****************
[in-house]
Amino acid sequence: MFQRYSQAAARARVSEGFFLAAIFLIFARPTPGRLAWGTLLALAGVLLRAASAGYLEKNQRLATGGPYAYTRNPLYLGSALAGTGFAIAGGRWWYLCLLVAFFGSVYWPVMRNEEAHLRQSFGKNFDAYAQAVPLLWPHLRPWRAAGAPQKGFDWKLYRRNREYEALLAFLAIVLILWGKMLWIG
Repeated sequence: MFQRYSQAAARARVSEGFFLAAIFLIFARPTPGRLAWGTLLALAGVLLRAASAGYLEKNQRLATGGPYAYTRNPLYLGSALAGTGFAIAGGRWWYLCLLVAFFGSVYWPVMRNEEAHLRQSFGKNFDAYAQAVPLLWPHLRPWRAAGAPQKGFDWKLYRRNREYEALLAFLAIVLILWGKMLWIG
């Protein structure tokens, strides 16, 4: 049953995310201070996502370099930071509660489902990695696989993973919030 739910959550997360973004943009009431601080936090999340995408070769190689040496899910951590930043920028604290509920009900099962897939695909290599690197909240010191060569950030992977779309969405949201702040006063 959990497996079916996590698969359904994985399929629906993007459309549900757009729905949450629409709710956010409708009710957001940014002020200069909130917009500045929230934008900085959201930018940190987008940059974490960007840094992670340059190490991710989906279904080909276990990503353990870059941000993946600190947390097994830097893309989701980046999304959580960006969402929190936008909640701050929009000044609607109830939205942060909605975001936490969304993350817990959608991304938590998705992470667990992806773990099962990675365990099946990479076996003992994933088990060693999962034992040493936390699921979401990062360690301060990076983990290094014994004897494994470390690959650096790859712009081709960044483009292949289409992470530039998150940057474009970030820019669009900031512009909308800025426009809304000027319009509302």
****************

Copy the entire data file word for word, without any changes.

[in-house]
Amino acid sequence: MFQRYSQAAARARVSEGFFLAAIFLIFARPTPGRLAWGTLLALAGVLLRAASAGYLEKNQRLATGGPYAYTRNPLYLGSALAGTGFAIAGGRWWYLCLLVAFFGSVYWPVMRNEEAHLRQSFGKNFDAYAQAVPLLWPHLRPWRAAGAPQKGFDWKLYRRNREYEALLAFLAIVLILWGKMLWIG
Repeated sequence: MFQRYSQAAARARVSEGFFLAAIFLIFARPTPGRLAWGTLLALAGVLLRAASAGYLEKNQRLATGGPYAYTRNPLYLGSALAGTGFAIAGGRWWYLCLLVAFFGSVYWPVMRNEEAHLRQSFGKNFDAYAQAVPLLWPHLRPWRAAGAPQKGFDWKLYRRNREYEALLAFLAIVLILWGKMLWIG
């Protein structure tokens, strides 16, 4: 049953995310201070996502370099930071509660489902990695696989993973919030 739910959550997360973004943009009431601080936090999340995408070769190689040496899910951590930043920028604290509920009900099962897939695909290599690197909240010191060569950030992977779309969405949201702040006063 959990497996079916996590698969359904994985399929629906993007459309549900757009729905949450629409709710956010409708009710957001940014002020200069909130917009500045929230934008900085959201930018940190987008940059974490960007840094992670340059190490991710989906279904080909276990990503353990870059941000993946600190947390097994830097893309989701980046999304959580960006969402929190936008909640701050929009000044609607109830939205942060909605975001936490969304993350817990959608991304938590998705992470667990992806773990099962990675365990099946990479076996003992994933088990060693999962034992040493936390699921979401990062360690301060990076983990290094014994004897494994470390690959650096790859712009081709960044483009292949289409992470530039998150940057474009970030820019669009900031512009909308800025426009809304000027319009509302």